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FAVE FILM OF LATE

  • EMMA
    Eleanor Catton (adapting Jane Austen)

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Comments

E.C. Henry

Great review, Billy. Your love for Tony Gilroy's work really shows.

Unfortunately, I'm not a big "spy"/"caper" movie guy. Usually it's the core story, the meat of the reason for the caper that I don't buy or enjoy watching for two hours.

STILL, I do love hearing you rave about a story you like. Hope someday one of those stories is mine.

- E.C. Henry from Bonney Lake, WA

Christian Howell

Good review. It does bring to light a specific issue with cinema. Did the chicken come first or the egg. Meaning did audiences want "frilly fare" or was it just provided and gotten used to. I'd go with the latter. John Milius just lameented how writing is just not as good as it used to be.
I agree. The problem is, I think, that people are writing scripts and not movies. There is a difference.
A script concentrates on spoon feeding, a movie is what it is. A script worries about plot points, but a movie worries about images.
A script wants to be loved, a movie wants to be respected.
I can admit that I have recently been really stirred up by the process.
I entered a contest with feedback, got the feedback - it was great but it sucked; whatever that means - adjusted it, got another reader with a TOTALLY different take. As a matter of fact I have yet to find two readers with the same opinion. But it makes it easier to say, "yeah right, write your own movie and then all that crap will be in it."

Sorry for the rant.

Chris

Billy! I still haven't seen Duplicity yet, but I just found out that His Girl Friday is on Hulu! Free His Girl Friday for everyone!

It's a classic so I thought you'd like to hear.

JamminGirl

Actually Billy, I beg, no, demand to differ, I don't think the film was at all hard to follow. I wouldn't want to give the plot away, but a duplictitous couple got theirs *wink wink*.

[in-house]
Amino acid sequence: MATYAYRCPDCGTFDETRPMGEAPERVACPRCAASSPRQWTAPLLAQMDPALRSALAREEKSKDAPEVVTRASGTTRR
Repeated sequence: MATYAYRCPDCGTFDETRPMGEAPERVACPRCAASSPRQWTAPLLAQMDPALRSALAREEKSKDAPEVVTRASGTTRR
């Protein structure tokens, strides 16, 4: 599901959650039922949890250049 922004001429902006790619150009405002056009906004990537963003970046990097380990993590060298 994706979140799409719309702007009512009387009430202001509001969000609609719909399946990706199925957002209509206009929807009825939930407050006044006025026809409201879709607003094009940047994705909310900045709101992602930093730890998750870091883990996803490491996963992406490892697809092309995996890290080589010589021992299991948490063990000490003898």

I liked the twists. They made me smile. I even cracked a giggle once or twice. Too bad no one else in the theatre found it funny, even at the end. A bunch of sour pusses(the cats! please! the cats!) they were.

I also liked the romantic aspect of the film. It wasn't the trite fake, boy meets girl, boy loses girl, boy wins girl and they all live happily ever after.
Instead it was firmly rooted in reality(despite the fantastically espionage type edge). Trust issues, committment question, what would u risk to be with me, plans for the future and the ultimate thing that I love, "you understand me"!
Isn't that really what love is? Being with that one person you both fancy physically, while getting your needs/wants met(both emotionally/intellectually and physically)?
That to me made the film worth watching.

You mentioned "Knowing". God, there really is a dearth of inspirational/spiritual films out there, isn't it?
I can't watch knowing, and no, it isn't due to a lack of faith. In fact my faith in God is beyond strong. I can't watch knowing, though it isn't due to a lack of trying. I tried. Twice.

This shlock(as you so aptly termed it) had the most "on the nose" dialogue I've heard in awhile. It had so many "I've seen this before" cliches, I forgot what film I was supposed to be watching. Example, the little girl being discovered in the dark cubby hole with bloody fingers, shuddering and whispering "make it stop. make it stop". sixth-sence, anyone?
Or when Cage tracked down the girl's adult daughter(yeah, I know, bad phrasing) and the daughter's reaction is "get away from me!". Why couldn't she reacted in a less cliched, more rational manner? Is she retarded? Also, why did he start out by lying and playing games(my kid meet your kid)? Why not get to the point?
Worst of all, it was the premise. The whole idea that disasters and death were some mathematical code for some American hero to figure out and go about stopping them was beyond ridiculous.(me being Jamaican always wonder why the hero is some white American dude-- but then these disasters only occur on American soil. go figure) How often have we seen this film. Seriously?

But it's making a killing(pardon the pun) at theatres, isn't it? The Godlessness of hollywood aparently isn't as wide reaching as they might've thought. Heck Mel Gibson coulda tell them that.

mernitman

EC: Just keep at it...

Christian: Rants R us.

Chris: Thanks for the info! (Hope it's a good print, as the public domain HGF that was circulating in video days wasn't black and white, it was grey.)

JamminGirl: You're preaching to the choir with your take on "Duplicity." And re: "Knowing," thanks for taking the bullet -- now I'm Knowing I don't need to be seeing it.

Ben

I totally forgot this movie existed. I remember really wanting to see it but going with a buddy to watch "Knowing" instead. Like you mentioned, that flop owned the box office for long enough to keep me from seeing Clive Owen and Julia Roberts. I'm very glad I ran across your review. I'm already in the process of renting it :)

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